In the Ring With Fantasy Super Cosplay Wrestling (FSCW)

In the Ring With Fantasy Super Cosplay Wrestling (FSCW)

It’s not every day you see Skeletor from He-Man & the Masters of the Universe place a choke hold on Spider-Man. Or Borderland’s Jinx body slam Lana Kane from Archer. Fantasy Super Cosplay Wrestling (FSCW) was created in 2009 by Florida Supercon founder Mike Broder. The idea for FSCW was to “offer a form of

It’s not every day you see Skeletor from He-Man & the Masters of the Universe place a choke hold on Spider-Man. Or Borderland’s Jinx body slam Lana Kane from Archer.

Fantasy Super Cosplay Wrestling (FSCW) was created in 2009 by Florida Supercon founder Mike Broder. The idea for FSCW was to “offer a form of entertainment that combined [cosplay and wrestling] and offered a lively night-time show.” With this unique combination of cosplay and wrestling, the FSCW uses the basic story arc structure of wrestling within the boundaries of cosplay that can be told within a weekend event. Broder utilized local Florida wrestlers in first years of the FSCW, which quickly grew to include wrestlers from across the United States.

In talking with WWAC about the rewards and challenges of combining these two mediums, FSCW’s manager and supporting cast member Dan Parrella offered some interesting insights into FSCW’s process. When he’s not sauntering around the ring as Futurama’s Zapp Brannigan on occasion, Parrella is FSCW’s manager and handles bookings and character rosters for each wrestling event. FSCW’s growing roster has 64 active wrestlers, with 40% being women. FSCW has the largest number of women on the roster than any other mixed independent wrestling organization in the United States.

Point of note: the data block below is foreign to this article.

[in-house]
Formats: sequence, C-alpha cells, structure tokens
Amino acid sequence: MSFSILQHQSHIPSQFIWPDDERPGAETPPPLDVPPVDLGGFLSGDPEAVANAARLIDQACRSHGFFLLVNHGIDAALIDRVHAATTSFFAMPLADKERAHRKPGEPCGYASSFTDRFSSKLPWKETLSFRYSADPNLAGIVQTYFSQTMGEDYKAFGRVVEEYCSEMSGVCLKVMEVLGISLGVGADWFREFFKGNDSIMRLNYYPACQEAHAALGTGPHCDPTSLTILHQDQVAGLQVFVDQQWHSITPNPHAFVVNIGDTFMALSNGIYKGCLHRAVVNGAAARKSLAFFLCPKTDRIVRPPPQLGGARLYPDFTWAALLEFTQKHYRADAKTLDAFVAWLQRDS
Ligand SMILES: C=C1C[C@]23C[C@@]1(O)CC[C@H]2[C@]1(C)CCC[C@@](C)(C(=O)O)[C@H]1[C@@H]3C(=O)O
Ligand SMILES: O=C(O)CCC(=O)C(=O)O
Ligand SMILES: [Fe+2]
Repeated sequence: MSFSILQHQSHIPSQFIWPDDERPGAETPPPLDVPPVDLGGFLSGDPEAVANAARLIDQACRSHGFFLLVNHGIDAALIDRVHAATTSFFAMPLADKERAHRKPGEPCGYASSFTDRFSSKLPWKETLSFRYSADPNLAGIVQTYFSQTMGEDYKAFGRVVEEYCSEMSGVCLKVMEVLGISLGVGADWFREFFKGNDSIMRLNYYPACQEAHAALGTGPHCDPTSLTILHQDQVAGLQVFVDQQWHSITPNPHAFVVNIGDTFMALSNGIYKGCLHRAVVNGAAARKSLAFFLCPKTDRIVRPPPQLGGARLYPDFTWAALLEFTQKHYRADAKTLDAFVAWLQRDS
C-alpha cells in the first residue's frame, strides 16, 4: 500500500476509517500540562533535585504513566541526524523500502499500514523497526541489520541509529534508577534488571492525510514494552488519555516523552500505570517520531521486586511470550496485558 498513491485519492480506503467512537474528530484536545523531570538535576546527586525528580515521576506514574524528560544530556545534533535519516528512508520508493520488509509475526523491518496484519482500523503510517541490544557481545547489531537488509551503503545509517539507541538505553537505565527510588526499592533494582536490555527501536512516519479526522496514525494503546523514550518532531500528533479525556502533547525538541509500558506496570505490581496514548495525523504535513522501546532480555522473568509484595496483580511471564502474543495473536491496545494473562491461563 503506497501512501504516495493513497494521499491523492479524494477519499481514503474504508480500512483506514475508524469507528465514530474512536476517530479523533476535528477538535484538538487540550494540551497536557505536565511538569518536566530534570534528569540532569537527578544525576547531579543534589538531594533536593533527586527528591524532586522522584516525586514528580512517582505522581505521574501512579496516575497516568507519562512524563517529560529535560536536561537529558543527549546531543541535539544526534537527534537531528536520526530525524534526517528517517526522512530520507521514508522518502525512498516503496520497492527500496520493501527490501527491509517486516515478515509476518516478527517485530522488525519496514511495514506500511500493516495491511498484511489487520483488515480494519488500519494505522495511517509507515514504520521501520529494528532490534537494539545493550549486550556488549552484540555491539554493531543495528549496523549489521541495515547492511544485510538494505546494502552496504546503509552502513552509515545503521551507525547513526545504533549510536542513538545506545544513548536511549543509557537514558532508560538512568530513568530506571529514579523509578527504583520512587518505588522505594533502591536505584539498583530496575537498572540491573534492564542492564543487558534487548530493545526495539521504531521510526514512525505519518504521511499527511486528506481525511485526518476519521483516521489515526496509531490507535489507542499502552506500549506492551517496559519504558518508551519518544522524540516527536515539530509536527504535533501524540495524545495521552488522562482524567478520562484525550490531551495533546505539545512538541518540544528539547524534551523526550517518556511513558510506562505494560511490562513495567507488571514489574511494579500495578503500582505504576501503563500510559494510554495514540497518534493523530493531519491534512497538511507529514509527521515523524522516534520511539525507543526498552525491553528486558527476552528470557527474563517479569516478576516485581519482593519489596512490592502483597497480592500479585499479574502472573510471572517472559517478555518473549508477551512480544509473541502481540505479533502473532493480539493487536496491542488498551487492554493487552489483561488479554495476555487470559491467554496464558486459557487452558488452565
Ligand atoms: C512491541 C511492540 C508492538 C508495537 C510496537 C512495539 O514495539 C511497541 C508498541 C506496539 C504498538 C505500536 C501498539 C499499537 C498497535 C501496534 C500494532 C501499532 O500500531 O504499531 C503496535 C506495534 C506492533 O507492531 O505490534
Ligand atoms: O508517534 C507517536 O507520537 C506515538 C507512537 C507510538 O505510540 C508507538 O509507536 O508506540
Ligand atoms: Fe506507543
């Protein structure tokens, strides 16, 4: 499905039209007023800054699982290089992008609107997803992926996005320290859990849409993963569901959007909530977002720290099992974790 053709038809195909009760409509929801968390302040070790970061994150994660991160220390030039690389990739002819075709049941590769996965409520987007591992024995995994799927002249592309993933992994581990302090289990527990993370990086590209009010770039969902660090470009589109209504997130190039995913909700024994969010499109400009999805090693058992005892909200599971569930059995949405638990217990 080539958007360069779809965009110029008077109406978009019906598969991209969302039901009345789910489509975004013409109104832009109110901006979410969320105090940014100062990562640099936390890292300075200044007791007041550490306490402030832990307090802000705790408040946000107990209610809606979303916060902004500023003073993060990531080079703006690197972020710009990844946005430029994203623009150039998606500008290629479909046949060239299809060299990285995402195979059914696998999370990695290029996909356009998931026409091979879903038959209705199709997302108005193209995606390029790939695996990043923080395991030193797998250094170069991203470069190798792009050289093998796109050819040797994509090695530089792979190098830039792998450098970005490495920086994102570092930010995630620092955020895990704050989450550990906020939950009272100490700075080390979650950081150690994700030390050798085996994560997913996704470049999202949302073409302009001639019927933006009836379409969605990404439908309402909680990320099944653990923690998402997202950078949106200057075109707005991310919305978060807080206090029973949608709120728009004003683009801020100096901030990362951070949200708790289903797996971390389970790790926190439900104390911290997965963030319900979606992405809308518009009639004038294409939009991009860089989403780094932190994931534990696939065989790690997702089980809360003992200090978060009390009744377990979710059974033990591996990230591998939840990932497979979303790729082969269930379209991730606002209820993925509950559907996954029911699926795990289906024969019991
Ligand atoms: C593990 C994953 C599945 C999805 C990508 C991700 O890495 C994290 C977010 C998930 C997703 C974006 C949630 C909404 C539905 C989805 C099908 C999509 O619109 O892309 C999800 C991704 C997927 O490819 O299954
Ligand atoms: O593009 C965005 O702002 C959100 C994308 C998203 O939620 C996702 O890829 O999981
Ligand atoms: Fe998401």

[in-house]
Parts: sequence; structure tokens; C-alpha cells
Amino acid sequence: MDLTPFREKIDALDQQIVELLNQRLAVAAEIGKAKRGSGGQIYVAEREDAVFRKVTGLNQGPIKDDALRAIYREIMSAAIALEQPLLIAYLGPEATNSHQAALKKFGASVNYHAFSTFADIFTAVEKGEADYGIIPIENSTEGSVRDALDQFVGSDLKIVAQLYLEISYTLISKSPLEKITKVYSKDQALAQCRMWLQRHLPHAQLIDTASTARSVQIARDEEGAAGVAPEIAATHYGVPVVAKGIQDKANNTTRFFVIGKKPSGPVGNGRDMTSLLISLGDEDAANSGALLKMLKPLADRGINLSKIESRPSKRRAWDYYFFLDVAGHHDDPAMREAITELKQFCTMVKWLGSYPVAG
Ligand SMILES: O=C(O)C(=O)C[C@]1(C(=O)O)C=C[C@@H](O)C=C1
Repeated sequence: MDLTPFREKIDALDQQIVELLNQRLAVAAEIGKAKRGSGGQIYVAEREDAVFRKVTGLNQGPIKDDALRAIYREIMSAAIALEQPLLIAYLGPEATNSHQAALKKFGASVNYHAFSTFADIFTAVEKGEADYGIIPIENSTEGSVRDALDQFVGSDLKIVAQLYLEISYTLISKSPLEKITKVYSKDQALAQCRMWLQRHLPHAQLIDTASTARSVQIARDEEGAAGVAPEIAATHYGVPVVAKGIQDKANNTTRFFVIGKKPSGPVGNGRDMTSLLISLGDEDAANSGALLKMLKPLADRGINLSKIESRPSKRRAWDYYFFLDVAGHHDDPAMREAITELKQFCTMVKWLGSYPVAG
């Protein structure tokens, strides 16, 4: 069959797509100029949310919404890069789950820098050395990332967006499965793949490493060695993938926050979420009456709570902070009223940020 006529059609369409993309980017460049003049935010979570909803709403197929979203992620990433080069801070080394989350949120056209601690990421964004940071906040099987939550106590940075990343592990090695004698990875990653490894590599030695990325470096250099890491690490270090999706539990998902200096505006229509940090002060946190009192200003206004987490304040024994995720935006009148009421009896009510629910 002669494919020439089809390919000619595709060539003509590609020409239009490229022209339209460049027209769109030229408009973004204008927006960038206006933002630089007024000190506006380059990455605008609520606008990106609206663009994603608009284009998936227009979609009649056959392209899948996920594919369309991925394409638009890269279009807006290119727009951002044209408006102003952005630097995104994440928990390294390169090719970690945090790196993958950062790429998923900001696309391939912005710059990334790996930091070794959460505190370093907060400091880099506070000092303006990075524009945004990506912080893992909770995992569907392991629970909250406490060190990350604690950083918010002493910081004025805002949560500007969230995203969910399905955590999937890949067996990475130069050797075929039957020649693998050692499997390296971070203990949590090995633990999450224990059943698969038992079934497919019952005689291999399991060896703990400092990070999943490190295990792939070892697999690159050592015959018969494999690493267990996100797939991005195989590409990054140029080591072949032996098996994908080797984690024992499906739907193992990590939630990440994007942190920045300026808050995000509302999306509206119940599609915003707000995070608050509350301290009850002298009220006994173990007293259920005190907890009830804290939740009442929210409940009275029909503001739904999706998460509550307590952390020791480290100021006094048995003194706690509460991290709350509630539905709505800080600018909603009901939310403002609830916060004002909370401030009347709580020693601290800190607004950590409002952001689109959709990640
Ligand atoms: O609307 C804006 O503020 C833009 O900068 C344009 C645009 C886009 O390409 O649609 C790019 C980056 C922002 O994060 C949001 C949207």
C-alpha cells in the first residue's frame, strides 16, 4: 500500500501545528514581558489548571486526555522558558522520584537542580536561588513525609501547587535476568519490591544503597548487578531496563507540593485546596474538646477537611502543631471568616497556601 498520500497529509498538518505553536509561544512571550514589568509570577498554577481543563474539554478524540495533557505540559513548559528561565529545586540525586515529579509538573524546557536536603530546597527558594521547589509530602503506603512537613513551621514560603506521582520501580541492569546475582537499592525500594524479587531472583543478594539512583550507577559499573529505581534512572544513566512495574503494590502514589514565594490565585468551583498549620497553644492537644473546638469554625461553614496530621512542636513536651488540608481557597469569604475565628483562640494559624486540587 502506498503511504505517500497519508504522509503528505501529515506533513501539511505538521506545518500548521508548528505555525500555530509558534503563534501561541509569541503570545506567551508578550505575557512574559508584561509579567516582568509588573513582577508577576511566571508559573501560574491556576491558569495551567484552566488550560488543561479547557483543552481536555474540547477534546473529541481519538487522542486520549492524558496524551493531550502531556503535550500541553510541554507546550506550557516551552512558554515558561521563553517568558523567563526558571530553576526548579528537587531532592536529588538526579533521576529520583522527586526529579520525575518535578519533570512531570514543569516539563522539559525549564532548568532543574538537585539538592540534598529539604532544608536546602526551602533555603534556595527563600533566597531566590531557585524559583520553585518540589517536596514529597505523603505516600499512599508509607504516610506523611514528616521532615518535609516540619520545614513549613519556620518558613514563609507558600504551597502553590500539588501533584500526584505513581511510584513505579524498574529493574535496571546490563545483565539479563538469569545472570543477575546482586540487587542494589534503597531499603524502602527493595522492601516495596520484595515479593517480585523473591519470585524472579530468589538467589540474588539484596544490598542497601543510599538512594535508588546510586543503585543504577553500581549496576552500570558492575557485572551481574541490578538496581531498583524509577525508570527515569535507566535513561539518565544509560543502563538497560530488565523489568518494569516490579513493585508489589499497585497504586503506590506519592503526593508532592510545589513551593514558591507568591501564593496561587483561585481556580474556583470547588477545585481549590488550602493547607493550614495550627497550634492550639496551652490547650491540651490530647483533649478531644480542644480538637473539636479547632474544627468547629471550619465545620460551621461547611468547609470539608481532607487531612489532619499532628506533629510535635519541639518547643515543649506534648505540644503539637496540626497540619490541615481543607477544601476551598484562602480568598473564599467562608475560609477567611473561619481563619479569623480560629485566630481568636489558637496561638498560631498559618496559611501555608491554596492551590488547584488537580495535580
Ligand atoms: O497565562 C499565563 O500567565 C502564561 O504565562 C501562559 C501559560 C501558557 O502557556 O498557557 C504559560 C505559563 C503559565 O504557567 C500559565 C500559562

Parrella explained that he and the wrestlers talk about what character might work for them in the ring. “A lot goes into the casting other than ‘would this person look good as x.’ We have to see what type of hero or villain we need for the show, what costumes will be able to be created that can take the punishment of wrestling, and what power set can be portrayed well enough in the ring. When I cast a character, the first two questions I have are, ‘Can they beat and can they be beaten by a majority of our roster?’ If the answer is yes, then I know they will be a good fit for the show.”

The cosplay costumes and props are carefully made to endure the wear and tear done by the wrestlers while maintaining authenticity and precision by the costume department. FSCW’s costume department is made up of professional cosplayers Harley’s Love Shack, Kiki Kannon, and The Great Scott. Along with creating FSCW’s costumes, all three members of the costume department have been cosplaying at conventions, including ComicCon and Florida Supercon, for several years.

FSCW has crisscrossed across the United States and shows no signs of stopping. The FSCW’s ultimate goal is to be “mentioned in the same breath as other major independent wrestling promotions as well as top convention entertainment.” Parrella promised that the FSCW’s 2019 and 2020 events will “wow the audience” and bring in more cosplayers and wrestling fans.

For all you con-goers, here’s FSCW’s 2019 con schedule:

GalaxyCon Richmond: May 31-June 2
Florida Supercon: July 4-7
Raleigh Supercon: July 25-28
GalaxyCon Minneapolis: November 8-10
Louisville Supercon: November 22-24

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